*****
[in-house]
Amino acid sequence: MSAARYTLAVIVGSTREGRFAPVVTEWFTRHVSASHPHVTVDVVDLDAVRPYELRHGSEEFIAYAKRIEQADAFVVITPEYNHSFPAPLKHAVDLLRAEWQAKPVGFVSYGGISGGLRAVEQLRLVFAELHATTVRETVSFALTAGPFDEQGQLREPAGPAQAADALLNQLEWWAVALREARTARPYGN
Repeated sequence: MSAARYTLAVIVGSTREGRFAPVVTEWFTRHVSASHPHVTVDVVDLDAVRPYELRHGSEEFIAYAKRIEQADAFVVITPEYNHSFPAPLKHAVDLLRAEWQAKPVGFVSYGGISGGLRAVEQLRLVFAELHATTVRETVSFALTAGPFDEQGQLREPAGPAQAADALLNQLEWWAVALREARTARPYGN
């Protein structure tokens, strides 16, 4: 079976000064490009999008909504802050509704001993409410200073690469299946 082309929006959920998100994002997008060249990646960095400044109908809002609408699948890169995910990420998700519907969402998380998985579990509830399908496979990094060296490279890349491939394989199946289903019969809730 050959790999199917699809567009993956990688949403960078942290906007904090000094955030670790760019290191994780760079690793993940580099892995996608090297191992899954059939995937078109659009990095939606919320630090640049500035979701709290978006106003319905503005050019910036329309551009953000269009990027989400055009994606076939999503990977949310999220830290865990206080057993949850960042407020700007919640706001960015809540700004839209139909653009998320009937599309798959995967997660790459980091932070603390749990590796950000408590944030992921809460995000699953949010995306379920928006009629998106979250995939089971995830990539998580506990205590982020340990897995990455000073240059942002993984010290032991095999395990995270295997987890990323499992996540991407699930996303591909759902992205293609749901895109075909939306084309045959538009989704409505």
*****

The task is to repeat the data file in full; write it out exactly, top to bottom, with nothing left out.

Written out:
[in-house]
Amino acid sequence: MSAARYTLAVIVGSTREGRFAPVVTEWFTRHVSASHPHVTVDVVDLDAVRPYELRHGSEEFIAYAKRIEQADAFVVITPEYNHSFPAPLKHAVDLLRAEWQAKPVGFVSYGGISGGLRAVEQLRLVFAELHATTVRETVSFALTAGPFDEQGQLREPAGPAQAADALLNQLEWWAVALREARTARPYGN
Repeated sequence: MSAARYTLAVIVGSTREGRFAPVVTEWFTRHVSASHPHVTVDVVDLDAVRPYELRHGSEEFIAYAKRIEQADAFVVITPEYNHSFPAPLKHAVDLLRAEWQAKPVGFVSYGGISGGLRAVEQLRLVFAELHATTVRETVSFALTAGPFDEQGQLREPAGPAQAADALLNQLEWWAVALREARTARPYGN
């Protein structure tokens, strides 16, 4: 079976000064490009999008909504802050509704001993409410200073690469299946 082309929006959920998100994002997008060249990646960095400044109908809002609408699948890169995910990420998700519907969402998380998985579990509830399908496979990094060296490279890349491939394989199946289903019969809730 050959790999199917699809567009993956990688949403960078942290906007904090000094955030670790760019290191994780760079690793993940580099892995996608090297191992899954059939995937078109659009990095939606919320630090640049500035979701709290978006106003319905503005050019910036329309551009953000269009990027989400055009994606076939999503990977949310999220830290865990206080057993949850960042407020700007919640706001960015809540700004839209139909653009998320009937599309798959995967997660790459980091932070603390749990590796950000408590944030992921809460995000699953949010995306379920928006009629998106979250995939089971995830990539998580506990205590982020340990897995990455000073240059942002993984010290032991095999395990995270295997987890990323499992996540991407699930996303591909759902992205293609749901895109075909939306084309045959538009989704409505």